IDEAS home Printed from https://ideas.repec.org/a/eee/moneco/v55y2008i2p383-405.html
   My bibliography  Save this article

Steady-state equilibrium with state-dependent pricing

Author

Listed:
  • John, A.Andrew
  • Wolman, Alexander L.

Abstract

State-dependent pricing models are now an operational framework for quantitative business cycle analysis. The analysis in Ball and Romer [1991. Sticky prices as coordination failure. American Economic Review 81 (3), 539-552], however, suggests that such models may be rife with multiple equilibria, for in their static model, price adjustment is always characterized by complementarity, a necessary condition for multiplicity. We study existence and uniqueness of steady-state equilibrium in a discrete-time state-dependent pricing model. We find only weak complementarity and no evidence of multiplicity. However, nonexistence of symmetric steady-state equilibrium with pure strategies arises in the region of the parameter space between flexible and sticky prices.

Suggested Citation

  • John, A.Andrew & Wolman, Alexander L., 2008. "Steady-state equilibrium with state-dependent pricing," Journal of Monetary Economics, Elsevier, vol. 55(2), pages 383-405, March.
  • Handle: RePEc:eee:moneco:v:55:y:2008:i:2:p:383-405
    as

    Download full text from publisher

    File URL: http://www.sciencedirect.com/science/article/pii/S0304-3932(07)00139-0
    Download Restriction: Full text for ScienceDirect subscribers only

    As the access to this document is restricted, you may want to search for a different version of it.

    References listed on IDEAS

    as
    1. Julia K. Thomas, 2002. "Is Lumpy Investment Relevant for the Business Cycle?," Journal of Political Economy, University of Chicago Press, vol. 110(3), pages 508-534, June.
    2. Michael Dotsey & Robert G. King & Alexander L. Wolman, 1999. "State-Dependent Pricing and the General Equilibrium Dynamics of Money and Output," The Quarterly Journal of Economics, Oxford University Press, vol. 114(2), pages 655-690.
    3. Mikhail Golosov & Robert E. Lucas Jr., 2007. "Menu Costs and Phillips Curves," Journal of Political Economy, University of Chicago Press, vol. 115, pages 171-199.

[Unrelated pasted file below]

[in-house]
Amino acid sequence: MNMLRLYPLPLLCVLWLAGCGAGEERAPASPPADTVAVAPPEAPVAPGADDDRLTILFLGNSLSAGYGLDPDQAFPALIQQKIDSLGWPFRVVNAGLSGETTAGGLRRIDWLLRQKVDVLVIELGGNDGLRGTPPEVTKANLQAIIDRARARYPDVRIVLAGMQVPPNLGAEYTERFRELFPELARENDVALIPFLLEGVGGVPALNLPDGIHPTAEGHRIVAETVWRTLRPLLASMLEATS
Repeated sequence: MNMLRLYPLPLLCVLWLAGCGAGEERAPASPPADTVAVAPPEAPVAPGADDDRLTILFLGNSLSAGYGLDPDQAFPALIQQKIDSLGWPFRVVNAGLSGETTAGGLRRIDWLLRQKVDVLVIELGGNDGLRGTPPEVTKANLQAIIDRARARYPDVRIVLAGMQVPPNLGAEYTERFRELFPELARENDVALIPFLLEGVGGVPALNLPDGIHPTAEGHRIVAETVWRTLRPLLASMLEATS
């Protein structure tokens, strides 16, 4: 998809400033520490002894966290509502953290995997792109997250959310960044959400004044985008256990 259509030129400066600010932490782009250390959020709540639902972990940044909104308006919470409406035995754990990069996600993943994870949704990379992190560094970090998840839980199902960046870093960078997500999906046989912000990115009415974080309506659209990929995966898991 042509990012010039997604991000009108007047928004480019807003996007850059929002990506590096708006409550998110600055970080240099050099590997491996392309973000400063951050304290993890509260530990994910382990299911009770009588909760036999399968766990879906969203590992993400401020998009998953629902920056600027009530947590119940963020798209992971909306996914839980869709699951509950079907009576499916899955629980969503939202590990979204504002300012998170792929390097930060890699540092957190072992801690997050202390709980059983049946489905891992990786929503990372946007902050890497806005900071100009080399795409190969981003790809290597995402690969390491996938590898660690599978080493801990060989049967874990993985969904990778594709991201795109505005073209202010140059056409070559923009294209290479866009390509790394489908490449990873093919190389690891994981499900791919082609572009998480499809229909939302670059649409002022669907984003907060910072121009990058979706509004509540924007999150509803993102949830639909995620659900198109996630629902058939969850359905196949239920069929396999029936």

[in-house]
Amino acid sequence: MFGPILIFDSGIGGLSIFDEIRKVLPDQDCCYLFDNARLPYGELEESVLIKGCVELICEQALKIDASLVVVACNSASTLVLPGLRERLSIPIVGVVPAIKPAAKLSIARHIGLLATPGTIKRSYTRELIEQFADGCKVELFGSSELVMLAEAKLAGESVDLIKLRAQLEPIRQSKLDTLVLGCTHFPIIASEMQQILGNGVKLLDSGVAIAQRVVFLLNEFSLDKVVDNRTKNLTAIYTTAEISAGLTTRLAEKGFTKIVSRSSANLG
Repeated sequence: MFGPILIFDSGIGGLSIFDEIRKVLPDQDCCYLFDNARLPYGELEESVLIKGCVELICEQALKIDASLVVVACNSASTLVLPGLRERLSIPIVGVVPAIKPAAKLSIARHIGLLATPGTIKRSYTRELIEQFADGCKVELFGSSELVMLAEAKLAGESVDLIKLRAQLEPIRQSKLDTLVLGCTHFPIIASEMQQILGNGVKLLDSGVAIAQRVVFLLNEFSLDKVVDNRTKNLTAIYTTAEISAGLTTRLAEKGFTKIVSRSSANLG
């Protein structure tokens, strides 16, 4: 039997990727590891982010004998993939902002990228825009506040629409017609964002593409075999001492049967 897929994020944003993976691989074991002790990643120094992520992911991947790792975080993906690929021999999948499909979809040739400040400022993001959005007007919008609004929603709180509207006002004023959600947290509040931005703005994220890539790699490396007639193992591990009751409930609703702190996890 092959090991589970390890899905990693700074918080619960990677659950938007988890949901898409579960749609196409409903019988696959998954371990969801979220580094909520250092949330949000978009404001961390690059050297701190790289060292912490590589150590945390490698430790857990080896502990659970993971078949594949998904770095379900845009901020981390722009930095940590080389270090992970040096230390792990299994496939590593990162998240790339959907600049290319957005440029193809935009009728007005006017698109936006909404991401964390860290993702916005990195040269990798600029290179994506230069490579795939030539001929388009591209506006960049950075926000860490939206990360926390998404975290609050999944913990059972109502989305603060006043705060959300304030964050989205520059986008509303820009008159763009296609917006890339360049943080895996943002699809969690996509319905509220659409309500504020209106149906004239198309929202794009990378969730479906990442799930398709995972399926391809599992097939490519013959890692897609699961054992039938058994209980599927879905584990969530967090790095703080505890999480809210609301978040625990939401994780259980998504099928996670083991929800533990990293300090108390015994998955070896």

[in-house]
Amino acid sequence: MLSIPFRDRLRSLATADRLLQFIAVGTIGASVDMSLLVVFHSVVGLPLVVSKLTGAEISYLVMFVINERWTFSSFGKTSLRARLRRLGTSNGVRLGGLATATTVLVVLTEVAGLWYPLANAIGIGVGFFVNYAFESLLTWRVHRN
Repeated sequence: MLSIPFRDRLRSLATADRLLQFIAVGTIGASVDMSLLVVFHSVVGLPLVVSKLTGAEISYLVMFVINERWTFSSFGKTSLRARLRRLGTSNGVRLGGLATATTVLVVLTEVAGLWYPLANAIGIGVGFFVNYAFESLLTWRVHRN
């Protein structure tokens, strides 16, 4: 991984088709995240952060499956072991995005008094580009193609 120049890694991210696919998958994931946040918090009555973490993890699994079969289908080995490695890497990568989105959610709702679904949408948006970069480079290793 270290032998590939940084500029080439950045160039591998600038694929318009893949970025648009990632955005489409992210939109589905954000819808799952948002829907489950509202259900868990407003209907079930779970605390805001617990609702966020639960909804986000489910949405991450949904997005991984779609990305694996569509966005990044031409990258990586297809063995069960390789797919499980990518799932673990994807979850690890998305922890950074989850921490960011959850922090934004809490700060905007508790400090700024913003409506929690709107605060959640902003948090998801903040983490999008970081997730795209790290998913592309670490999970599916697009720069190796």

4. Richard Clarida & Jordi Galí & Mark Gertler, 2000. "Monetary Policy Rules and Macroeconomic Stability: Evidence and Some Theory," The Quarterly Journal of Economics, Oxford University Press, vol. 115(1), pages 147-180.
    5. Andrew S. Caplin & Daniel F. Spulber, 1987. "Menu Costs and the Neutrality of Money," The Quarterly Journal of Economics, Oxford University Press, vol. 102(4), pages 703-725.
    6. Robert G. King & Alexander L. Wolman, 2004. "Monetary Discretion, Pricing Complementarity, and Dynamic Multiple Equilibria," The Quarterly Journal of Economics, Oxford University Press, vol. 119(4), pages 1513-1553.
    7. Andrew Caplin & John Leahy, 1991. "State-Dependent Pricing and the Dynamics of Money and Output," The Quarterly Journal of Economics, Oxford University Press, vol. 106(3), pages 683-708.
    8. Leif Danziger, 1999. "A Dynamic Economy with Costly Price Adjustments," American Economic Review, American Economic Association, vol. 89(4), pages 878-901, September.
    9. A. Andrew John & Alexander L. Wolman, 2004. "An inquiry into the existence and uniqueness of equilibrium with state-dependent pricing," Working Paper 04-04, Federal Reserve Bank of Richmond.
    10. Dotsey, Michael & King, Robert G., 2005. "Implications of state-dependent pricing for dynamic macroeconomic models," Journal of Monetary Economics, Elsevier, vol. 52(1), pages 213-242, January.
    11. Russell Cooper & Andrew John, 1988. "Coordinating Coordination Failures in Keynesian Models," The Quarterly Journal of Economics, Oxford University Press, vol. 103(3), pages 441-463.
    12. Aubhik Khan & Julia K. Thomas, 2007. "Inventories and the Business Cycle: An Equilibrium Analysis of ( S , s ) Policies," American Economic Review, American Economic Association, vol. 97(4), pages 1165-1188, September.
    13. John Haltiwanger & Russell Cooper & Laura Power, 1999. "Machine Replacement and the Business Cycle: Lumps and Bumps," American Economic Review, American Economic Association, vol. 89(4), pages 921-946, September.